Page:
This historic book may have numerous typos, missing text or index.
Purchasers can download a free scanned copy of the original book
(without typos) from the publisher. 1836. Not illustrated. Excerpt:
... CHAPTER IV. HISTORY OF PROPERTY, CONTINUED. 46. Of all people,
it is most incumbent upon those of the United States to understand
the nature and value of property; something of the history of it,
and how far they owe their very liberty to the possession of it.
Persecution drove our ancestors from their native land 5 they
yielded to it in flight, only because they were poor. It is the
poor, and not the rich, that history generally shows to have been
the victims of oppression. People, who are independent, who have
property, have power; they can protect themselves, they have
friends, or can procure them, and arms for defence, and though
perhaps less numerous than their persecutors, they usually are able
to maintain their liberties and possessions. 47. At the period of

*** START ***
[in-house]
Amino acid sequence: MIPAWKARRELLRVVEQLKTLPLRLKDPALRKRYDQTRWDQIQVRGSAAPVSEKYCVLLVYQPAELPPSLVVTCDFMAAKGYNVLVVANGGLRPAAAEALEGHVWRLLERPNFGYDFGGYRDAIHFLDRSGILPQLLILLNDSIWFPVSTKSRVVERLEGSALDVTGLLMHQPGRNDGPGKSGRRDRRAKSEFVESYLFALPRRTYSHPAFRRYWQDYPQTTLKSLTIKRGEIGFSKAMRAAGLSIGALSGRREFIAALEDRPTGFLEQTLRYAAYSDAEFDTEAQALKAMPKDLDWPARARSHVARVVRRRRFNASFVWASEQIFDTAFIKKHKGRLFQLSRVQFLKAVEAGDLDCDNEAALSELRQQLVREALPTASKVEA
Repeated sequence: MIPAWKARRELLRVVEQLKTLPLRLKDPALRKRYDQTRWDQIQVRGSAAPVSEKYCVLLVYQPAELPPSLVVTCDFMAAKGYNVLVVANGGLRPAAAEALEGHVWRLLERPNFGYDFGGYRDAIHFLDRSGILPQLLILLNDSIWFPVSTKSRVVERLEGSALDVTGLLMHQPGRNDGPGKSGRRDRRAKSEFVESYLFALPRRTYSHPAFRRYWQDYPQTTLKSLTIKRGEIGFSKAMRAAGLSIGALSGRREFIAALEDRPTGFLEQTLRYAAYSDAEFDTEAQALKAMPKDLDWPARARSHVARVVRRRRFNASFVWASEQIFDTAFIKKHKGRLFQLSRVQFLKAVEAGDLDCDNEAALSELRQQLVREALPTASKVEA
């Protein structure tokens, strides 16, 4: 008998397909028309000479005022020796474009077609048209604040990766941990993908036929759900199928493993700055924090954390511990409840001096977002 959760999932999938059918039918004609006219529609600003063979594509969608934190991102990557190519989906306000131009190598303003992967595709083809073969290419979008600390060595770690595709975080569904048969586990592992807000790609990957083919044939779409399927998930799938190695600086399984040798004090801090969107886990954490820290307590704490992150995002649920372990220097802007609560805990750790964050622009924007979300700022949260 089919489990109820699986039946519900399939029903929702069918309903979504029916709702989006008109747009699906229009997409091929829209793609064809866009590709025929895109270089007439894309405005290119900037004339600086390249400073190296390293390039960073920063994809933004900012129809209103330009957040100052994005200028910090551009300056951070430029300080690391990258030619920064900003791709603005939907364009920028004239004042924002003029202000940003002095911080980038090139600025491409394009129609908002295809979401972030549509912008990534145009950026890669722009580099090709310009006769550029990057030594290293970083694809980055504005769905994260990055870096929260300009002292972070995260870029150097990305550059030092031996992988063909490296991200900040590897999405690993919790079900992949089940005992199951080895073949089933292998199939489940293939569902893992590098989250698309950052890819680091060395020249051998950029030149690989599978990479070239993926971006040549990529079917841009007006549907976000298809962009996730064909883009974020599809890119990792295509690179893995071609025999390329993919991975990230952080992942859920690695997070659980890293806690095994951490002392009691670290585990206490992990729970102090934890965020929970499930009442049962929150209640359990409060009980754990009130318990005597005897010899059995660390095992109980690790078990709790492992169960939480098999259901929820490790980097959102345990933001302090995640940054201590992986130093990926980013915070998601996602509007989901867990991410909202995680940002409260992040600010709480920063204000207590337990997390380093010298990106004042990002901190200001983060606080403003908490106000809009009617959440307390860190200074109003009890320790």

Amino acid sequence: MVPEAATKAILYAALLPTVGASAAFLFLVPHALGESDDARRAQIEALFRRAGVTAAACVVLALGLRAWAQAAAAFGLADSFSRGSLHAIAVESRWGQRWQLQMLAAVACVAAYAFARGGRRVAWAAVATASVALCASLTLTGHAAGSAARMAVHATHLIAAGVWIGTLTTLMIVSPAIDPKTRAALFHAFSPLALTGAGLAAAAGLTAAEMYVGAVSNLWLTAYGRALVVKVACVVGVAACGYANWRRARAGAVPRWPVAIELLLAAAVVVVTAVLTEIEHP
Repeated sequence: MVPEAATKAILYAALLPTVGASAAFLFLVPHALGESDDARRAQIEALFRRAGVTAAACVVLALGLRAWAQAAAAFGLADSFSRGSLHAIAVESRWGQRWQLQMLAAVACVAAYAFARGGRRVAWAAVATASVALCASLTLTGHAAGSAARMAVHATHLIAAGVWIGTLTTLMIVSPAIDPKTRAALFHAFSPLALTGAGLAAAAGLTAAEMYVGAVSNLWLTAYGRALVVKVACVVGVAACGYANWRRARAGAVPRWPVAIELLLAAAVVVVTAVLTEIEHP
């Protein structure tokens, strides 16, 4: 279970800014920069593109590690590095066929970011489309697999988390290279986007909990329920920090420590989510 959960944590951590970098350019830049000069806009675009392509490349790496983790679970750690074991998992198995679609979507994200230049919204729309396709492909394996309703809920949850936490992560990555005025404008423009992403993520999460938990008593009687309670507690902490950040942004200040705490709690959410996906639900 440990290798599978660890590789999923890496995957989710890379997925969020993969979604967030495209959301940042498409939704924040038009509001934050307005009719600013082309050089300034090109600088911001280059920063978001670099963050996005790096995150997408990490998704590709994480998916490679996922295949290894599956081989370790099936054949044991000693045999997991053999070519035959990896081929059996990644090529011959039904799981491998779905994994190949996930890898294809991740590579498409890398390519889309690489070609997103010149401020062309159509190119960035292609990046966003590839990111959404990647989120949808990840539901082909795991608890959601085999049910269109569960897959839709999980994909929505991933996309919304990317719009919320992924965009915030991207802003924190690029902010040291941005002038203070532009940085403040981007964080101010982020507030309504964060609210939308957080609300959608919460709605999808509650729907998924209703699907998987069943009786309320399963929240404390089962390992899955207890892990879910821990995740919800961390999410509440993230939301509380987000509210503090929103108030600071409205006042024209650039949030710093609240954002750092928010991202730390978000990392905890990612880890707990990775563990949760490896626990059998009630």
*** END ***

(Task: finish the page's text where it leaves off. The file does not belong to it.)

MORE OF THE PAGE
the discovery of America, in the year one thousand four hundred and
ninety-two, the great mass of the common people of Europe were
little better than slaves 5 of that which we now call liberty, they
scarcely knew the name. They had no absolute property in the land
as we have seen in a former chapter; besides they were so
wretchedly indigent as to have little property of any kind. Their
political privileges corresponded with this state of their
property; they had no elections, and of course, no votes; officers
from the highest to the lowest were placed over them. Those who
then cultivated the earth were--first, slaves. These slaves were
generally some portion of a conquered nation, not coloured people,
but white, like ourselves. Second, villeins, who were said to be
fixed to the soil, and were transferred with the land. It has been
shown in a former chapter, that large portions of Europe are still
in this condition. Third, there were a small number of freemen who
held property absolutely as their own....
General Books LLC
|Country of origin:
||246 x 189 x 4mm (L x W x T)
||Paperback - Trade
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